“I think people have been obsessed with the wrong question, which is, ‘How do we make people pay for music?’ What if we started asking, ‘How do we let people pay for music?'”
Alternative rocker Amanda Palmer talked about the lessons learned as a street performer during her TED Talk in February. Palmer says her experiences as a living statue taught her a lot about economics, the music business, and what it meant to be an artist. While standing on a box, people would yell at her from passing cars: “Get a job!”
“And I’d be, like, ‘This is my job.'” said Palmer. “But it hurt, because it made me fear that I was somehow doing something un-joblike and unfair, shameful.” Creative people dare to differ, challenge traditions, bend the rules. Their need for independence and innovativeness often exposes them to failure, criticism and embarrassment. But when struck with inspiration, it’s their passion, their strong emotional connections, that re-enforces their personal fortitude. They’re driven to ignore people who’re incapable of understanding their far-reaching motives, their purpose. As Palmer gained ground as a musician, she took a big risk.
“I decide I’m just going to give away my music for free online whenever possible … and I’m going to encourage torrenting, downloading, sharing, but I’m going to ask for help, because I saw it work on the street. So I fought my way off my label and for my next project with my new band, the Grand Theft Orchestra, I turned to crowdfunding, and I fell into those thousands of connections that I’d made, and I asked my crowd to catch me. And the goal was $100,000. My fans backed me at nearly $1.2 million, which was the biggest music crowdfunding project to date.”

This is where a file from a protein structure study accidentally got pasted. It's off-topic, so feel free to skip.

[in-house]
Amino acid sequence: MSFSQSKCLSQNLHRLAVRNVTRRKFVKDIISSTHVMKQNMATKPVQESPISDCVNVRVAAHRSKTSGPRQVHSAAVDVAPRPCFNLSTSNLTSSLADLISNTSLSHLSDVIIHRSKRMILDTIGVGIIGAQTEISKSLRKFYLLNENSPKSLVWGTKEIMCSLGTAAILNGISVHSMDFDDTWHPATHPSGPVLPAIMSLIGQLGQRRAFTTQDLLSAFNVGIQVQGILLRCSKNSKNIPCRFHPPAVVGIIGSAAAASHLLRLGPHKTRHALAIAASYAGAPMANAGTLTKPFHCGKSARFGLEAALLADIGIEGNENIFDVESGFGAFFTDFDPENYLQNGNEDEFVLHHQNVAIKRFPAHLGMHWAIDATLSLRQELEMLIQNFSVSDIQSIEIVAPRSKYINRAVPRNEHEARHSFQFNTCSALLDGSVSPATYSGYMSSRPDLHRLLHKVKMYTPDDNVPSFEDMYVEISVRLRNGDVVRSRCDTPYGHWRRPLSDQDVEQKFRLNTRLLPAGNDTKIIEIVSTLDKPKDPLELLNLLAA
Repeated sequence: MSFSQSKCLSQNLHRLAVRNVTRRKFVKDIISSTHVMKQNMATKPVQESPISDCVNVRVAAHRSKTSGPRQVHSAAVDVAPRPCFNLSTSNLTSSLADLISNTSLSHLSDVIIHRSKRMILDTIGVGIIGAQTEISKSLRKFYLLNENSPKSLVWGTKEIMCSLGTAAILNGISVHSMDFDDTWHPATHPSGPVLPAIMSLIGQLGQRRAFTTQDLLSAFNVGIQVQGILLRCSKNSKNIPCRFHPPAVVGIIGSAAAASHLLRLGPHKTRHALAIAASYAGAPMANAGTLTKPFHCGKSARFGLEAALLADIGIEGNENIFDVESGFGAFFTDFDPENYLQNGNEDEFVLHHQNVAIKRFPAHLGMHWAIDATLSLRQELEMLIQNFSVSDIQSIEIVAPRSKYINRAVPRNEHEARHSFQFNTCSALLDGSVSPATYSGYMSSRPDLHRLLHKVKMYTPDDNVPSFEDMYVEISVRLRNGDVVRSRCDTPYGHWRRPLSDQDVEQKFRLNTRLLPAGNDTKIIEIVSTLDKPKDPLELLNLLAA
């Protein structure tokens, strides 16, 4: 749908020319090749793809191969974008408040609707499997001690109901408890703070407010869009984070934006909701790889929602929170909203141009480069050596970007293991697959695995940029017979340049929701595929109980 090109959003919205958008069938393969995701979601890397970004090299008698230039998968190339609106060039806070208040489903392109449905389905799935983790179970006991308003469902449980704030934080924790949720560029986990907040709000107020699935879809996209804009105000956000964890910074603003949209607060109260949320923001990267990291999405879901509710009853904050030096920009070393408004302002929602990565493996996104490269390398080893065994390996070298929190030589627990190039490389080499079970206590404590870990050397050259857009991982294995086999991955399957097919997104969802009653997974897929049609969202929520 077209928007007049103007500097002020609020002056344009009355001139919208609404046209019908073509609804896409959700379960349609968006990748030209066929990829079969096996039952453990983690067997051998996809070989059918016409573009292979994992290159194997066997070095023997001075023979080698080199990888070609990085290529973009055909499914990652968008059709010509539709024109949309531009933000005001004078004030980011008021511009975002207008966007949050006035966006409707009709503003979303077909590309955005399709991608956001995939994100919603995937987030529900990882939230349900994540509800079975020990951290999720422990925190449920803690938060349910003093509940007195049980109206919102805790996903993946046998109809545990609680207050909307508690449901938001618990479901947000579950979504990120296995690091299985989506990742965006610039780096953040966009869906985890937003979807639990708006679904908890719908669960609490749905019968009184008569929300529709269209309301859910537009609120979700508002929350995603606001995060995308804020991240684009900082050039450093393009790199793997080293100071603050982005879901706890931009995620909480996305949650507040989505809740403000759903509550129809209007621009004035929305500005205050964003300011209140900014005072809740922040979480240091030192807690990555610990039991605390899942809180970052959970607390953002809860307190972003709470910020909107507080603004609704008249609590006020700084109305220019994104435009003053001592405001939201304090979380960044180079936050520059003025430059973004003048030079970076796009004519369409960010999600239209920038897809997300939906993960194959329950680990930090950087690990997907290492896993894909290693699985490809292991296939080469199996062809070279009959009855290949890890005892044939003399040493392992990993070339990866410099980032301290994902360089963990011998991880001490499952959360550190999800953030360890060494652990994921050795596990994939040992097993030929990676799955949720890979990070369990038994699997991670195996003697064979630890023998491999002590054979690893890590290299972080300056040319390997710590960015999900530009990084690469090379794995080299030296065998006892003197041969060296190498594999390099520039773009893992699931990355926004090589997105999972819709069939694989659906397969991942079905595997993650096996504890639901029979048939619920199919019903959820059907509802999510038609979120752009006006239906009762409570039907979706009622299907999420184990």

“I didn’t make them. I asked them. And through the very act of asking people, I connected with them, and when you connect with them, people want to help you. It’s kind of counterintuitive for a lot of artists. They don’t want to ask for things. But it’s not easy. It’s not easy to ask. And a lot of artists have a problem with this. Asking makes you vulnerable.
“For most of human history, musicians, artists, they’ve been part of the community, connectors and openers, not untouchable stars. Celebrity is about a lot of people loving you from a distance, but the Internet and the content that we’re freely able to share on it are taking us back. It’s about a few people loving you up close and about those people being enough. So a lot of people are confused by the idea of no hard sticker price. They see it as an unpredictable risk, but the things I’ve done, the Kickstarter, the street, the doorbell, I don’t see these things as risk. I see them as trust. Now, the online tools to make the exchange as easy and as instinctive as the street, they’re getting there. But the perfect tools aren’t going to help us if we can’t face each other and give and receive fearlessly, but, more important, to ask without shame.”
— Dustin Senger (@DustinSenger) April 2, 2013